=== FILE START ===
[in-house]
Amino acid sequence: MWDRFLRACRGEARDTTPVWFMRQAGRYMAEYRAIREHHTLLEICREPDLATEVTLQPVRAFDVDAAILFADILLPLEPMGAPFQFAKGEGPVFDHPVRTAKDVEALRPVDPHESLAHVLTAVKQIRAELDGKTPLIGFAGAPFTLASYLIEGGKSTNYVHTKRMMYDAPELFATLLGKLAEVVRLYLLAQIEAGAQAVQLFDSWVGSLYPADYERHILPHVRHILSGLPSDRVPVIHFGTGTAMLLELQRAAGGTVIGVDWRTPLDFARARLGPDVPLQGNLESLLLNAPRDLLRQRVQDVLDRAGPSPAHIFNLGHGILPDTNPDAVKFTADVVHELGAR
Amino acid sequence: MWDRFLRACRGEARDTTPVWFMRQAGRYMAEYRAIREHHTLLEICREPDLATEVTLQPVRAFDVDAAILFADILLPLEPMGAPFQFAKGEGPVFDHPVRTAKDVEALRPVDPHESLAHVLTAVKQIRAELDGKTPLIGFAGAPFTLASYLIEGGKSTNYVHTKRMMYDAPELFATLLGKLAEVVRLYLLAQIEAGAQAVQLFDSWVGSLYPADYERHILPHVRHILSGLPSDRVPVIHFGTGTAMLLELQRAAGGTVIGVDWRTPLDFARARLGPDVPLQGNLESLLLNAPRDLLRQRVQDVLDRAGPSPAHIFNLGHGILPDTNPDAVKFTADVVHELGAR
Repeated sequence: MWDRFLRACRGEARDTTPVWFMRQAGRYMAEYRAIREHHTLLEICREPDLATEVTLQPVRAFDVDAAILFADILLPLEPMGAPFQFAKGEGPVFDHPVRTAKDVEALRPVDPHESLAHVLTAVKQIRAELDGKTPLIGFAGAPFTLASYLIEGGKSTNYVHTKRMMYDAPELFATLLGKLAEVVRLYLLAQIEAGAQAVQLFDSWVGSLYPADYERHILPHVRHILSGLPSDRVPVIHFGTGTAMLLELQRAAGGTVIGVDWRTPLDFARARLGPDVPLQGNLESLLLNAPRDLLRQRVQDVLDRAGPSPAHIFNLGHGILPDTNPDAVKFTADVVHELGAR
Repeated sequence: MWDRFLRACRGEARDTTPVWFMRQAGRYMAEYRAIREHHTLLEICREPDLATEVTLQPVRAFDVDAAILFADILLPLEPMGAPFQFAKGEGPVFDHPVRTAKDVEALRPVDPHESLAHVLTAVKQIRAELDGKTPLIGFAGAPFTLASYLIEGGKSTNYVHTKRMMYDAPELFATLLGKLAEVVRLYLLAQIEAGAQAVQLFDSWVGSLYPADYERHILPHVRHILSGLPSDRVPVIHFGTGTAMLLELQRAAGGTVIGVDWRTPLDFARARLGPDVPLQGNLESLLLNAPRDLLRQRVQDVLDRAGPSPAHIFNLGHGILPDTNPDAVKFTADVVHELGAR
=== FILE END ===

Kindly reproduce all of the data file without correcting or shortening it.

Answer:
[in-house]
Amino acid sequence: MWDRFLRACRGEARDTTPVWFMRQAGRYMAEYRAIREHHTLLEICREPDLATEVTLQPVRAFDVDAAILFADILLPLEPMGAPFQFAKGEGPVFDHPVRTAKDVEALRPVDPHESLAHVLTAVKQIRAELDGKTPLIGFAGAPFTLASYLIEGGKSTNYVHTKRMMYDAPELFATLLGKLAEVVRLYLLAQIEAGAQAVQLFDSWVGSLYPADYERHILPHVRHILSGLPSDRVPVIHFGTGTAMLLELQRAAGGTVIGVDWRTPLDFARARLGPDVPLQGNLESLLLNAPRDLLRQRVQDVLDRAGPSPAHIFNLGHGILPDTNPDAVKFTADVVHELGAR
Amino acid sequence: MWDRFLRACRGEARDTTPVWFMRQAGRYMAEYRAIREHHTLLEICREPDLATEVTLQPVRAFDVDAAILFADILLPLEPMGAPFQFAKGEGPVFDHPVRTAKDVEALRPVDPHESLAHVLTAVKQIRAELDGKTPLIGFAGAPFTLASYLIEGGKSTNYVHTKRMMYDAPELFATLLGKLAEVVRLYLLAQIEAGAQAVQLFDSWVGSLYPADYERHILPHVRHILSGLPSDRVPVIHFGTGTAMLLELQRAAGGTVIGVDWRTPLDFARARLGPDVPLQGNLESLLLNAPRDLLRQRVQDVLDRAGPSPAHIFNLGHGILPDTNPDAVKFTADVVHELGAR
Repeated sequence: MWDRFLRACRGEARDTTPVWFMRQAGRYMAEYRAIREHHTLLEICREPDLATEVTLQPVRAFDVDAAILFADILLPLEPMGAPFQFAKGEGPVFDHPVRTAKDVEALRPVDPHESLAHVLTAVKQIRAELDGKTPLIGFAGAPFTLASYLIEGGKSTNYVHTKRMMYDAPELFATLLGKLAEVVRLYLLAQIEAGAQAVQLFDSWVGSLYPADYERHILPHVRHILSGLPSDRVPVIHFGTGTAMLLELQRAAGGTVIGVDWRTPLDFARARLGPDVPLQGNLESLLLNAPRDLLRQRVQDVLDRAGPSPAHIFNLGHGILPDTNPDAVKFTADVVHELGAR
Repeated sequence: MWDRFLRACRGEARDTTPVWFMRQAGRYMAEYRAIREHHTLLEICREPDLATEVTLQPVRAFDVDAAILFADILLPLEPMGAPFQFAKGEGPVFDHPVRTAKDVEALRPVDPHESLAHVLTAVKQIRAELDGKTPLIGFAGAPFTLASYLIEGGKSTNYVHTKRMMYDAPELFATLLGKLAEVVRLYLLAQIEAGAQAVQLFDSWVGSLYPADYERHILPHVRHILSGLPSDRVPVIHFGTGTAMLLELQRAAGGTVIGVDWRTPLDFARARLGPDVPLQGNLESLLLNAPRDLLRQRVQDVLDRAGPSPAHIFNLGHGILPDTNPDAVKFTADVVHELGAR